The number of new confirmed cases reported each week has been stable for the past six weeks, with approximately 14 new EVD cases reported weekly. Furthermore, improved surveillance indicators, such as the proportion of cases listed as contacts and followed up before detection, and decreased isolation time of cases are encouraging signs.
As of January 21, a total of 3,416 EVD cases were reported, including 3,297 confirmed cases and 119 probable cases, of which 2,238 died (66% overall case fatality rate) (Table 1). Of the total confirmed and probable cases, 56% (north= 1912) were women, 28% (north= 963) were children under 18 and 5% (north= 172) of all reported cases) were health workers.
Analysis of the ongoing transmission chain.
As of January 21, the current transmission chain is made up of 82 confirmed and probable cases reported in 13 health areas in six health areas; Mabalako, Beni, Biena, Butembo, Katwa and Musienene health zones. The chain of transmission originated from an individual who was classified as a relapse of EVD in the Aloya Health Area, Mabalako Health Zone (first reported in the Disease Outbreak News published on December 19, 2019) . The individual, who is the first and only documented case of relapse in this outbreak, was infected in June 2019, relapsed in November, and died in December.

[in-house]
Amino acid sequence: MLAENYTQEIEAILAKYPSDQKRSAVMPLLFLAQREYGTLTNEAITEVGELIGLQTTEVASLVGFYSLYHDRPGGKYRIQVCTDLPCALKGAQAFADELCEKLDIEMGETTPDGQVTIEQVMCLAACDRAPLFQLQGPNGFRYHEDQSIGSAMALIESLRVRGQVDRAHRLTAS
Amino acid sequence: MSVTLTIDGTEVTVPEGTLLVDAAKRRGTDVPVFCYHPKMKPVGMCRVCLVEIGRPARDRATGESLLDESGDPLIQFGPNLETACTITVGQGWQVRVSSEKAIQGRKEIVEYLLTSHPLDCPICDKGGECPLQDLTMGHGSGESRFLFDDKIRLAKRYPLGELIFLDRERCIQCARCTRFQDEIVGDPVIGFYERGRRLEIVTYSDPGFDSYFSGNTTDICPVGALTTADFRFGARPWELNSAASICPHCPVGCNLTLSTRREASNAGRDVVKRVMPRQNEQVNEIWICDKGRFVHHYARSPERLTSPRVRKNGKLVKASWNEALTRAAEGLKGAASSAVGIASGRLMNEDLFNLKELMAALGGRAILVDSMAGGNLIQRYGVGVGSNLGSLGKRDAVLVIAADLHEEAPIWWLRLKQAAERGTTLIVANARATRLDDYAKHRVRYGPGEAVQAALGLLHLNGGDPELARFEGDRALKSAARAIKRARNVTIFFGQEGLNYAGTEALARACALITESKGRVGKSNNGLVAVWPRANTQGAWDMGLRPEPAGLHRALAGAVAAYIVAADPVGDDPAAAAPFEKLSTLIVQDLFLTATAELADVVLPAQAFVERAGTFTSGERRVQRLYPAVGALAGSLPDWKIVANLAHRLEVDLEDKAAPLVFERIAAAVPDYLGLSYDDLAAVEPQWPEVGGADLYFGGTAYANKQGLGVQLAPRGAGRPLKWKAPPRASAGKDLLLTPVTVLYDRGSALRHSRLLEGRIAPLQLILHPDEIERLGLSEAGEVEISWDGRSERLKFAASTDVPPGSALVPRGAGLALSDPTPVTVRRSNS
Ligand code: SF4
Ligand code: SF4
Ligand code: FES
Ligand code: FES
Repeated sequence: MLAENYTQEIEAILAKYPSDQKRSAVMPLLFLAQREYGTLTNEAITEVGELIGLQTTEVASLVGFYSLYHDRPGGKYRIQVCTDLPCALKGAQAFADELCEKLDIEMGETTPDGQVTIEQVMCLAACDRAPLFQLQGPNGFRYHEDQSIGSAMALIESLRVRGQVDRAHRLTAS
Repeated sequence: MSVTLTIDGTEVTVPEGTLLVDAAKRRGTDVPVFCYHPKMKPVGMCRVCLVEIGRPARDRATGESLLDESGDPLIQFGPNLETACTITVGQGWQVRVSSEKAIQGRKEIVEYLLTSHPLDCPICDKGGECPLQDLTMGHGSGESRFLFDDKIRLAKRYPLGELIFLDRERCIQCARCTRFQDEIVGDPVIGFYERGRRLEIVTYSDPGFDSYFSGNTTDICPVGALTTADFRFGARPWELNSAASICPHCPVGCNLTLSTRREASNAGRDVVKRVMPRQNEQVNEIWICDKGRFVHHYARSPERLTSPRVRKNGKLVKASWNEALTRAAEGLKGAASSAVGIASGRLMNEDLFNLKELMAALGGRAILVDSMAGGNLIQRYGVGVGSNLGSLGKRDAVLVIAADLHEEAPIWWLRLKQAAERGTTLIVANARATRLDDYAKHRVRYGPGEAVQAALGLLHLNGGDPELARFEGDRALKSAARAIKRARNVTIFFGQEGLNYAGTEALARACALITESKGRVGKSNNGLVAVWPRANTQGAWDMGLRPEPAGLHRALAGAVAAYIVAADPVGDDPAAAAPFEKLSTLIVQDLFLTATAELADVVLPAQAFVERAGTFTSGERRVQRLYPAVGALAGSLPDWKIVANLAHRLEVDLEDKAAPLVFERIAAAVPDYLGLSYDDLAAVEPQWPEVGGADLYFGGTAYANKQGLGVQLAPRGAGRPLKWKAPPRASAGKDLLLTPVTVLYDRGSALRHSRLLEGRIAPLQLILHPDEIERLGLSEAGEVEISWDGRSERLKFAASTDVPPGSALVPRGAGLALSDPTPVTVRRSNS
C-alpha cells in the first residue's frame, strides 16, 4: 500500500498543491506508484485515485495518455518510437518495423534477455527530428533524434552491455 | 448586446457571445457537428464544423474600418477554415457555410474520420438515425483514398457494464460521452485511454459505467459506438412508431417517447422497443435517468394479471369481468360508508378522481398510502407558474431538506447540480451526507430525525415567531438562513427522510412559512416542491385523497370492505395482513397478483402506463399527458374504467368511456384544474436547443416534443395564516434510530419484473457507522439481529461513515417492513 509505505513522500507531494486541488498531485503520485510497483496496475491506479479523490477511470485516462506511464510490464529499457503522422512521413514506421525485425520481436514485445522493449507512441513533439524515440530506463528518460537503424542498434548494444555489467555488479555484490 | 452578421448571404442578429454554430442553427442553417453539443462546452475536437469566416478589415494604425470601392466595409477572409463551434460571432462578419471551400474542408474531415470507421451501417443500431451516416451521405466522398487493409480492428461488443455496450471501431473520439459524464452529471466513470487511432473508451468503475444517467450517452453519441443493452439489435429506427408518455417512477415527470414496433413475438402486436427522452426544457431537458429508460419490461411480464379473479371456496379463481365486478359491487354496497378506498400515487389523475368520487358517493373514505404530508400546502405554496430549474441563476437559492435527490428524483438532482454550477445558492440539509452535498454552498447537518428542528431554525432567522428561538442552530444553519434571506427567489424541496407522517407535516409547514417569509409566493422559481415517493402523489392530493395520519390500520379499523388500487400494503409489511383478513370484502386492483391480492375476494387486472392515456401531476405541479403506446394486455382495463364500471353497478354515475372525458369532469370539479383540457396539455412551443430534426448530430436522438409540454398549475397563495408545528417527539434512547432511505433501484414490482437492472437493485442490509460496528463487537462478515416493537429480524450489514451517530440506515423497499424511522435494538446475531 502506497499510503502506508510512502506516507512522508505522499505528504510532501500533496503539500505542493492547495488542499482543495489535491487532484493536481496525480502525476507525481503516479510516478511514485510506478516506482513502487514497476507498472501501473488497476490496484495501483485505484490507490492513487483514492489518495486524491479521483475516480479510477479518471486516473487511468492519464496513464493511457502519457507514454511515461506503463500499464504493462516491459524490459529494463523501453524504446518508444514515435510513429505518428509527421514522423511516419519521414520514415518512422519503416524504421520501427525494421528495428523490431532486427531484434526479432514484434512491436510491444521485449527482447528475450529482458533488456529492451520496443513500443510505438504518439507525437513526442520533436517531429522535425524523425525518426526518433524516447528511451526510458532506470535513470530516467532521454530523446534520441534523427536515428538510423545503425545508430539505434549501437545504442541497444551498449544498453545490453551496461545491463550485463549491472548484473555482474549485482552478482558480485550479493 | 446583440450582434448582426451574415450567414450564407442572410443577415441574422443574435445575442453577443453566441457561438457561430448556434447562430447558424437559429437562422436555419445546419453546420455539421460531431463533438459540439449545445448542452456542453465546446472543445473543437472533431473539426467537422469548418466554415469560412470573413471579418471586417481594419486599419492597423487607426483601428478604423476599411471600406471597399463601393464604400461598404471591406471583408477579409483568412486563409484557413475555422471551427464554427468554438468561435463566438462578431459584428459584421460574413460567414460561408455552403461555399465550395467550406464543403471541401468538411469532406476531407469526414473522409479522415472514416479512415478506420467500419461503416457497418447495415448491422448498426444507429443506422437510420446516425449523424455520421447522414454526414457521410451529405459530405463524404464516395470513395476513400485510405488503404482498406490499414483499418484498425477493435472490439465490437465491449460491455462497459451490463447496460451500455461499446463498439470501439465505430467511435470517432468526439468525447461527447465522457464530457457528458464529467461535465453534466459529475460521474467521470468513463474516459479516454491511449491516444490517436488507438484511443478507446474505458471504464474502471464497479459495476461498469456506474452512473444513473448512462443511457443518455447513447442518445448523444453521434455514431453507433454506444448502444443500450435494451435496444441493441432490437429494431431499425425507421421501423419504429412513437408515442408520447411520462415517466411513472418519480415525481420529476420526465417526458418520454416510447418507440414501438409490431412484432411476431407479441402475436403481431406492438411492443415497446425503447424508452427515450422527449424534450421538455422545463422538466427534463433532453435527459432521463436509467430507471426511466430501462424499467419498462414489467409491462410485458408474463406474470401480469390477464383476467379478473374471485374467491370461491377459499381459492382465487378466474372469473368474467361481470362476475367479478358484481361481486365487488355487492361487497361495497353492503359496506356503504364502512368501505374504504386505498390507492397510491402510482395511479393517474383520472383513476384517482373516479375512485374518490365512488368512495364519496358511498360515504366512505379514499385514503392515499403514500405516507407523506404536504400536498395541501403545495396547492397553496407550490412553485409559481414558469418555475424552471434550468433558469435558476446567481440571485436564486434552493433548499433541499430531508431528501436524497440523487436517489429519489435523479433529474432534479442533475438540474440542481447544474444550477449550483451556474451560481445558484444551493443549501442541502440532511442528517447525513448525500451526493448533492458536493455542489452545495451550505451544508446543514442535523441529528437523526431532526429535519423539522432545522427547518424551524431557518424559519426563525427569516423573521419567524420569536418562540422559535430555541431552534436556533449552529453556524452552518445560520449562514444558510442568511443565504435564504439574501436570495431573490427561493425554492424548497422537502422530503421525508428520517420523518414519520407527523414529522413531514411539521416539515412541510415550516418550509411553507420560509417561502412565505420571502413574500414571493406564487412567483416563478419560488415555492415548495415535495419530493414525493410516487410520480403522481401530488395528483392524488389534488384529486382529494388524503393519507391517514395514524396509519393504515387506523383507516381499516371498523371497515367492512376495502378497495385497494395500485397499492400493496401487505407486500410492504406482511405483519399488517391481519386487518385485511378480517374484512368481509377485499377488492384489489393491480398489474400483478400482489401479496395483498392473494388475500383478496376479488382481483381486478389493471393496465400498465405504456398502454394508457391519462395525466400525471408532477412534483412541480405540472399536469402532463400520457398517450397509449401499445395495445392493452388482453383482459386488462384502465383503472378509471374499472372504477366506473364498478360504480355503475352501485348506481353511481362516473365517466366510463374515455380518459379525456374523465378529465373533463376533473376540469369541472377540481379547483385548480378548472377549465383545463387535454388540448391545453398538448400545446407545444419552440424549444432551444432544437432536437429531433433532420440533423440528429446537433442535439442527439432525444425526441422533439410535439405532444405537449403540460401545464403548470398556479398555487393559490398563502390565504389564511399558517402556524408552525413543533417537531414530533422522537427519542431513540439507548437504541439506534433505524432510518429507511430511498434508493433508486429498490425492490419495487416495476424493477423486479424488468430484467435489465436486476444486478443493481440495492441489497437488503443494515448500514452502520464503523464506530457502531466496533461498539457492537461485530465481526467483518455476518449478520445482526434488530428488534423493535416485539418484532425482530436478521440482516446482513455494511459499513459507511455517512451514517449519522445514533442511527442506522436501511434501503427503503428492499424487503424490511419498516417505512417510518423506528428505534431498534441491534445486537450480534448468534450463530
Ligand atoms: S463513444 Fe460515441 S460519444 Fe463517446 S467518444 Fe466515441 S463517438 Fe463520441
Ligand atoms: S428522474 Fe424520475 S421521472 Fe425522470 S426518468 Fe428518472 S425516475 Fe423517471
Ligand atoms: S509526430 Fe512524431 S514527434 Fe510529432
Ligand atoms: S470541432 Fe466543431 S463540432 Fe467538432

Other analyzes indicate that the individual directly infected 29 people while symptomatic in the community for nine days before being isolated. Of the cases that were directly infected from this case, 11/29 were through a possible nosocomial transmission. The remaining 52 cases resulted from subsequent broadcasts.